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ACC Popularises Compliance Enforcement Handbook

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ACC Popularises Compliance Enforcement Handbook


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A team from the Anti-Corruption Commission (ACC), led by Michael Sesay, Head of Public Education Unit, has started the rolling out of an anti-graft handbook to over 25 representatives from Ministries, Departments and Agencies (MDAs) of Government, at the Commission’s office in the Northeastern city of Makeni on 21 October 2021.

The Handbook, a practical toolkit to tackle corruption in public bodies, was developed and published with funds from the Open Society Initiative for West Africa (OSIWA).

Mr. Sesay identified corruption as a major hazard to national development. In addition to hampering foreign investments and creating bottlenecks in Government’s efforts to generate income, he cited impoverishing majority of the citizenry as some ills of unchecked corruption.

Thus, he stressed, there is an urgent need to institute preventive measures to control and treat corruption just as any country would do to deal with a pandemic.

The head of public education unit further remarked that the Commission has made enormous strides to prevent graft primarily through extensive public education and systems and processes review works.

The Public Education and Outreach Department of the Commission, for example, regularly educates the public on corruption, and the Prevention Department, amongst other things, conducts reviews on public institutions and proffer doable recommendations, all in an attempt to forestall corruption.

Mr. Sesay revealed that some MDAs have however defaulted on the ACC review recommendations mainly due to the absence of administrative will, compliance management and sanctions enforcement methods.

He stressed that, as a new approach, the Handbook enforces compliance and prescribes penalties for non-compliance with the recommendations.

‘It is never business as usual. Non-compliant public institutions will be sanctioned without compromise. We are therefore popularising this Handbook to guide you from being corrupt in your various institutions, he averred.’

Sylvester T. Sowa, Regional Senior Prevention Officer ACC, informed the officials and journalists at the engagement that Section 7 (2) of the Anti-Corruption Act of 2008 as Amended in 2019 primarily mandates the Prevention Department of the Commission to ‘examine the practices and procedures of public bodies’ to identify acts of corruption and reverse, through review recommendations, corruption vulnerabilities.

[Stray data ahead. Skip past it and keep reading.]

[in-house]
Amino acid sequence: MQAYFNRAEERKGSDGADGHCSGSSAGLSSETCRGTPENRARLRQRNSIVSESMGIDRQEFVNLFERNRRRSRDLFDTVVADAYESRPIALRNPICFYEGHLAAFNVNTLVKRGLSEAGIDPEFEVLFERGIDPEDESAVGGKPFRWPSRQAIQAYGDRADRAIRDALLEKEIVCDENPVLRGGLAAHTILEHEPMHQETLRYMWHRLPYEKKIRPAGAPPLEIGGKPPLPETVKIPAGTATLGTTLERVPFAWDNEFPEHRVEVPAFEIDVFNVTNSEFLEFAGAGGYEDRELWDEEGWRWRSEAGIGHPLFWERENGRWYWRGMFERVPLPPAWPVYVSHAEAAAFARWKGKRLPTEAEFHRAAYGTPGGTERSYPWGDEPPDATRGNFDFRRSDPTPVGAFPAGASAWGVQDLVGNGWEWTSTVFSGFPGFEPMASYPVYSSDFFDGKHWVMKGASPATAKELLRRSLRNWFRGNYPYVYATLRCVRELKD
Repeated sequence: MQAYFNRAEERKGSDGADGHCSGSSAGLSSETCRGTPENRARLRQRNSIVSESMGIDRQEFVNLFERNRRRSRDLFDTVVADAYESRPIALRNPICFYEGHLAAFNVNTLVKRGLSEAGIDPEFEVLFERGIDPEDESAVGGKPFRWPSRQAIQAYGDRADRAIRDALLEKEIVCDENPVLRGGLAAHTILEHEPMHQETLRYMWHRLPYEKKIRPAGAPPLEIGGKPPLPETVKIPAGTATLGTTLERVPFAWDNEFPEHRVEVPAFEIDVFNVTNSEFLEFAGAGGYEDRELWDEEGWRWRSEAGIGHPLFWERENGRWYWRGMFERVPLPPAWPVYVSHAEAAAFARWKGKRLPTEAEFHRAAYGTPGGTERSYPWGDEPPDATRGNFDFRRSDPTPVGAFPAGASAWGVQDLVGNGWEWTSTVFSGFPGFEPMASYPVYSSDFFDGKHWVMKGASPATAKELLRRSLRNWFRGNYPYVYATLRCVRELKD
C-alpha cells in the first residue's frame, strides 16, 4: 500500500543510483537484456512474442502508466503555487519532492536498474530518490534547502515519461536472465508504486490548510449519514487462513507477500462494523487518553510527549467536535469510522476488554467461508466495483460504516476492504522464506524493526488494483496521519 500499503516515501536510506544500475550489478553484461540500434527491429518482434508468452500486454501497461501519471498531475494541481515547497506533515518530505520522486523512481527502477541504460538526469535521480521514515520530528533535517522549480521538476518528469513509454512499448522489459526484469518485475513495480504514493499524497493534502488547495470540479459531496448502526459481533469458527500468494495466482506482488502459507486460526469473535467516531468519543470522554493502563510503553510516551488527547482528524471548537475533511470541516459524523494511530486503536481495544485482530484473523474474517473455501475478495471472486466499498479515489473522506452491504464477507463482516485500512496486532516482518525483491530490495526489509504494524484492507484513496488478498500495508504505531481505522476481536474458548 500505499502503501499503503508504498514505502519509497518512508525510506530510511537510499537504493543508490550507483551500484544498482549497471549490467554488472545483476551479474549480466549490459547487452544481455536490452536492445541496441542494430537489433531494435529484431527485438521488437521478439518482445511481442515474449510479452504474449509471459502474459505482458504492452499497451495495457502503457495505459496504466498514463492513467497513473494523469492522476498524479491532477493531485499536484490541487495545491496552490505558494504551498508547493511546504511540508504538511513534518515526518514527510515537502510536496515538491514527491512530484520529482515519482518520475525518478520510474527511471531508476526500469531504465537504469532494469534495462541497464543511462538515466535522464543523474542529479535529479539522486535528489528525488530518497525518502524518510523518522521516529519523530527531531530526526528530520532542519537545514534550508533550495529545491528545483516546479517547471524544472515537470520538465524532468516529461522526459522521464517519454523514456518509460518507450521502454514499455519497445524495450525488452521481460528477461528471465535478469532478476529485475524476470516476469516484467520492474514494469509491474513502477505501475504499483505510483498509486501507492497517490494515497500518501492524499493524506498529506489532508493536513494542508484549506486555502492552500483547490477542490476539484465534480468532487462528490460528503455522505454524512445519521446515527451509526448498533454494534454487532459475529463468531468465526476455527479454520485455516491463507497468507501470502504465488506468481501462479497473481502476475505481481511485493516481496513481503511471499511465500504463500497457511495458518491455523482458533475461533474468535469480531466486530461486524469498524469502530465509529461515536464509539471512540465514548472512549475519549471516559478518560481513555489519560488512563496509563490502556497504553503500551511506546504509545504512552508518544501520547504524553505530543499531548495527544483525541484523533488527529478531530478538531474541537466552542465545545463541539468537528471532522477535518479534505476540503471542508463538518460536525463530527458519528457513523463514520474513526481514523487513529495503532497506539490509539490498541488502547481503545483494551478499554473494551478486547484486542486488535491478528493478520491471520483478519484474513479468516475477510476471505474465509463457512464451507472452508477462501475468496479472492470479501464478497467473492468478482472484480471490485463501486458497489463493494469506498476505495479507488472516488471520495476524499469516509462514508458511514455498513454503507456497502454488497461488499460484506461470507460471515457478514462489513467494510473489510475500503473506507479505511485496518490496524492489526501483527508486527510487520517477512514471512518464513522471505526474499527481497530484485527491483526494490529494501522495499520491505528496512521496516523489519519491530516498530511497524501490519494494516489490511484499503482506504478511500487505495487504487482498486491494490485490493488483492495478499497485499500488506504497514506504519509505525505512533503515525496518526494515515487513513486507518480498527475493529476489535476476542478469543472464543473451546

He said his Department also conducts best-practice guidelines, all in an attempt to foster efficient and effective public service.

The Compliance Management and Sanctions Enforcement Procedure Handbook, Mr. Sowa added, outlines a clearly defined method to determine the rate of compliance of MDAs with ACC review recommendations.

According to the senior prevention officer, MDAs will be appraised on a score range from 0-100% on a quarterly timeline.

A MDA whose compliance grade falls within 0%-49% is considered as non-compliant and liable for indictment.

On a score within 50%- 79%, a warning letter will be served. Further engagements are prescribed for those whose grades fall within 80%-89%. And on the other polar end, grades within 90%-100% will win an award and a letter of congratulations from the Commission.

He further said that while a period of three months is given to a public body to effect prescribed changes to its operations, the public body can make a representation to the Commission within seven days if it finds the instructions undoable or obstructive to its duties.

Regarding penalties, Sowa maintained that the head of a public office which fails to comply with the ACC instructions commits an offence and will be liable to pay a fine not less than Five Million Leones once convicted as enshrined in Section 8, Subsection 4 of Act mentioned above.

He therefore implored the officials to uphold best practices in executing their duties, and consider the ACC as a partner in development that is determined to stem the tide of corruption in public institutions in the country.

‘It is important to inform you that we should work on methods in effectively running public offices to deliver quality service to the public. The handbook is certainly the right tool to achieve that, he furthered.’

The participants asked several questions on relevant issues about the Handbook.

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